Like others in this class, Brissett has formed some bad habits in part due to poor offensive line play. This could lead to traits such as throwing off his back foot or putting his eyes down when feeling pressure. Deep ball accuracy also was an issue as there were multiple instances I saw in which he had an open man, but overthrew them. Assuming he has better protection and weapons at his disposal, I feel with some seasoning Brissett could become one of the more heralded names in this crop of quarterbacks.

6. Dak Prescott, Mississippi State: After a prolific 2014 season, Prescott made strides as a pocket passer his senior year and started gaining some major draft buzz earlier this year. However, that came to a halt when he was arrested for a DUI a few days after his pro day.  For someone whose position has so much to do with decision making, that isn’t the best look. Despite that, there are positives teams will see in Prescott. While still raw as a passer, he cut down on his turnovers in 2015 and when given time can stand tall in the pocket to make big time throws.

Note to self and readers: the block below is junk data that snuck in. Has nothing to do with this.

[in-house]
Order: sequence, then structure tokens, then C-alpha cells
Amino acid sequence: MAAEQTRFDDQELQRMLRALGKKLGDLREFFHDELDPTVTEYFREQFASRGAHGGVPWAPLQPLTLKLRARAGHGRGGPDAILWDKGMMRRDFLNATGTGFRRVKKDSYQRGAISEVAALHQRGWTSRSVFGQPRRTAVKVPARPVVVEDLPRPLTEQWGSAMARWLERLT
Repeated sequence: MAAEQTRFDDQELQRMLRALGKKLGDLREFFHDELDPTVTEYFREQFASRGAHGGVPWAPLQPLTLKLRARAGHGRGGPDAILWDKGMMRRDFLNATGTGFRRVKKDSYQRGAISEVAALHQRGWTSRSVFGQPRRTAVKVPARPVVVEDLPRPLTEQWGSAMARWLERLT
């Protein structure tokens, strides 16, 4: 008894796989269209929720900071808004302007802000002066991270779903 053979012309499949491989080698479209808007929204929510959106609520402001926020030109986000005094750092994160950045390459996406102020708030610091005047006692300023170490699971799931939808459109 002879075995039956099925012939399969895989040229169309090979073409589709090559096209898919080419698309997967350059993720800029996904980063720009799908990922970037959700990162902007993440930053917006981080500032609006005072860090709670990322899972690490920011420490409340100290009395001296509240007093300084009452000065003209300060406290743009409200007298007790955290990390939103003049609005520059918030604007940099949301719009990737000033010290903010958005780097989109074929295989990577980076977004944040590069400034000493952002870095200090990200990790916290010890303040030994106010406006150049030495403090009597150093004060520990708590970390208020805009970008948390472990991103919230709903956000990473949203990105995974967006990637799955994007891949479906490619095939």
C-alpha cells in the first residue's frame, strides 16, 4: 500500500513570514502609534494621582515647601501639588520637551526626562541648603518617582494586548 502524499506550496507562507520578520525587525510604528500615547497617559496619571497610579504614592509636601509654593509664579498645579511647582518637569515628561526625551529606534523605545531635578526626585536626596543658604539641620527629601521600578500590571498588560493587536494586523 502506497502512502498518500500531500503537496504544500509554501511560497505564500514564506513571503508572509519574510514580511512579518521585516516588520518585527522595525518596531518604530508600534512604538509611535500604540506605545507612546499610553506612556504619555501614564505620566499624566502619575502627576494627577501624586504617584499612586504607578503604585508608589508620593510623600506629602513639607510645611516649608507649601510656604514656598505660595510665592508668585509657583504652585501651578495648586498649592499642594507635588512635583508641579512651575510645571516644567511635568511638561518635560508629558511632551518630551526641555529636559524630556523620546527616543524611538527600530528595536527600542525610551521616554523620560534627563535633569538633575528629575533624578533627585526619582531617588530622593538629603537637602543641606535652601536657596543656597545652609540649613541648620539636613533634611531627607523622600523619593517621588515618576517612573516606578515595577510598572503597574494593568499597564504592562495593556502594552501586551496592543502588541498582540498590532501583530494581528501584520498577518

Due to his ability to make things happen with his legs, Prescott took a beating during his time at Mississippi State. That could be a concern for teams and also lead to bad habits in terms of pocket poise. Teams will see how Prescott improved gradually as a passer, so it wouldn’t surprise me if someone felt they could help him grow even more. To me, the tools are there to become a very good backup at the next level that occasionally makes a spot start or two due to injuries. It may not be the ideal scenario for many players, but the longevity and level of pay for that kind of work is nothing to scoff at.

7. Cardale Jones, Ohio State: Before late 2014, the man known affectionately to Ohio State fans as “12 Gauge” was best known for his tweet about how he didn’t come to “play school”. What a difference a few months make. As we all know, Jones due to the quarterbacks in front of him going down became the starter at Ohio State and ended up leading Ohio State to the national title later that season. Despite thinking about entering last year’s draft, Jones returned to Columbus. While he most likely would have gone earlier in the 2015 draft, there is a very good chance career wise staying in school was the best option for Jones’ long term prospects.

Coming off the games he did, Jones would have been viewed as a potential savior to a team being selected in the second or third round. Now figuring to likely go early day three, he will have time to develop. The physical skills are everything a scout can dream of, but there is a lot of refinement that can be made to his game. Like so many others in this class, his ultimate landing spot will say a lot about his future prospects.